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Stud Health Technol Inform. 2018;253:233-237.

User Evaluation Indicates High Quality of the Surveillance Outbreak Response Management and Analysis System (SORMAS) After Field Deployment in Nigeria in 2015 and 2018.

Author information

1
Helmholtz Centre for Infection Research, Epidemiology, Braunschweig, Germany.
2
Nigeria Center for Disease Control (NCDC), Abuja, Nigeria.
3
Max Delbrück Centre, Berlin, Germany.
4
Hasso-Plattner-Institute, Potsdam, Germany.
5
Robert Koch-Institute, Berlin, Germany.
6
Bernhard-Nocht Institute for Tropical Medicine, Hamburg, Germany.
7
African Field Epidemiology Network (AFENET), Abuja, Nigeria.

Abstract

During the West African Ebola virus disease outbreak in 2014-15, health agencies had severe challenges with case notification and contact tracing. To overcome these, we developed the Surveillance, Outbreak Response Management and Analysis System (SORMAS). The objective of this study was to measure perceived quality of SORMAS and its change over time. We ran a 4-week-pilot and 8-week-implementation of SORMAS among hospital informants in Kano state, Nigeria in 2015 and 2018 respectively. We carried out surveys after the pilot and implementation asking about usefulness and acceptability. We calculated the proportions of users per answer together with their 95% confidence intervals (CI) and compared whether the 2015 response distributions differed from those from 2018. Total of 31 and 74 hospital informants participated in the survey in 2015 and 2018, respectively. In 2018, 94% (CI: 89-100%) of users indicated that the tool was useful, 92% (CI: 86-98%) would recommend SORMAS to colleagues and 18% (CI: 10-28%) had login difficulties. In 2015, the proportions were 74% (CI: 59-90%), 90% (CI: 80-100%), and 87% (CI: 75-99%) respectively. Results indicate high usefulness and acceptability of SORMAS. We recommend mHealth tools to be evaluated to allow repeated measurements and comparisons between different versions and users.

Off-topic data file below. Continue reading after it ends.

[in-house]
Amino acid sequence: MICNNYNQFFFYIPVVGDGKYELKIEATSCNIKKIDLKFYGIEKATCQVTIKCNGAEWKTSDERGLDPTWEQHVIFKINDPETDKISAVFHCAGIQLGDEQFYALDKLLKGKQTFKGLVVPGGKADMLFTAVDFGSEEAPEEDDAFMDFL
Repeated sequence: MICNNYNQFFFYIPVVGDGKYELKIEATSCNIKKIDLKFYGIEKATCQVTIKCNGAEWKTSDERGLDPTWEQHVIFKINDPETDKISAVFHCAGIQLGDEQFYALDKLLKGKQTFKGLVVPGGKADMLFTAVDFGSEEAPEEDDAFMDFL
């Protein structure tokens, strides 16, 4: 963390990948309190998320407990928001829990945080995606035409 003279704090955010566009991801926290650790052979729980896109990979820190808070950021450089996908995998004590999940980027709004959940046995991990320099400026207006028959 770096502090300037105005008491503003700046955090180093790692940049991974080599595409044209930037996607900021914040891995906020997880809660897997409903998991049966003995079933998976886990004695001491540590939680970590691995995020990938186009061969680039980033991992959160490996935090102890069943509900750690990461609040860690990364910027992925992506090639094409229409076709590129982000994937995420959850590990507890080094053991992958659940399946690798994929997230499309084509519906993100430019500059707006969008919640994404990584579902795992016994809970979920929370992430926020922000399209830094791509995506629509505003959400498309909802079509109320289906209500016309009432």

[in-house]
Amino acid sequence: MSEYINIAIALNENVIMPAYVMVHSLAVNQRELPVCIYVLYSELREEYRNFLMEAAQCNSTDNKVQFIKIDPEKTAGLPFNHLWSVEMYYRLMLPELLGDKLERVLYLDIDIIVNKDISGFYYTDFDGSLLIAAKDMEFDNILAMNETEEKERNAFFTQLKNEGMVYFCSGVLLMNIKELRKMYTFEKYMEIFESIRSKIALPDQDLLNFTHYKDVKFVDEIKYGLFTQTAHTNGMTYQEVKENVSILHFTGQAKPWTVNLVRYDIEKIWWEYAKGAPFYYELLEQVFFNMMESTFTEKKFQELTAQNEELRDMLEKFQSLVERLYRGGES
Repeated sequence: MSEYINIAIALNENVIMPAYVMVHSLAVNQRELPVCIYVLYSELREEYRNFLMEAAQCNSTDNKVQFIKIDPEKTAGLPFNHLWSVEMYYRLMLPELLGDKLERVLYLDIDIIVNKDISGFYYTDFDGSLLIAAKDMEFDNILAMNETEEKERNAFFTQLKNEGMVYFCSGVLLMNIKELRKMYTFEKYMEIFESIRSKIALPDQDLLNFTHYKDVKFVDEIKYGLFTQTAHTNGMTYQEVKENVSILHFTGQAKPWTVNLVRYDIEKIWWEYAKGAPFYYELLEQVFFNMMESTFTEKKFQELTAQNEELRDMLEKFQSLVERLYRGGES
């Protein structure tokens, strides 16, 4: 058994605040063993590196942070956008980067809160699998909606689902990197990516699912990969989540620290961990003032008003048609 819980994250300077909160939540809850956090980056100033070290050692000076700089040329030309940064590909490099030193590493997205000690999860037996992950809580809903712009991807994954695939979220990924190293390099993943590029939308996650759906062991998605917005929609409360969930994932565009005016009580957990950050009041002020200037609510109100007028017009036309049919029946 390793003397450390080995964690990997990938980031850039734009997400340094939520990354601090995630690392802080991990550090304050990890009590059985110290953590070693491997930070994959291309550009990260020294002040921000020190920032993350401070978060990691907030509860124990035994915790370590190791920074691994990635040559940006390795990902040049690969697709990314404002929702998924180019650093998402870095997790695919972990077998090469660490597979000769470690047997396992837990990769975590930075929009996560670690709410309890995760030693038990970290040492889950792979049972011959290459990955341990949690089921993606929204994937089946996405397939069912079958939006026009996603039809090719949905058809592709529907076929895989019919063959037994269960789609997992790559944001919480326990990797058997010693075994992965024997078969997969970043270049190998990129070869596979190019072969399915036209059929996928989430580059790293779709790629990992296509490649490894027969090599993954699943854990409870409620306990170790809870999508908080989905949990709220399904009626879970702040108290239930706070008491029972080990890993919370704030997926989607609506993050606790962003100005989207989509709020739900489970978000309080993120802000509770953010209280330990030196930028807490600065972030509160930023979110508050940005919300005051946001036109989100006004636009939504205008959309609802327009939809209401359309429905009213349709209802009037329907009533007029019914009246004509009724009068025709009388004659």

KEYWORDS:

Africa; disease surveillance; eHealth; infectious disease; mHealth; medical and health informatics; open source; outbreak response; systematic evaluation

PMID:
30147081
[Indexed for MEDLINE]

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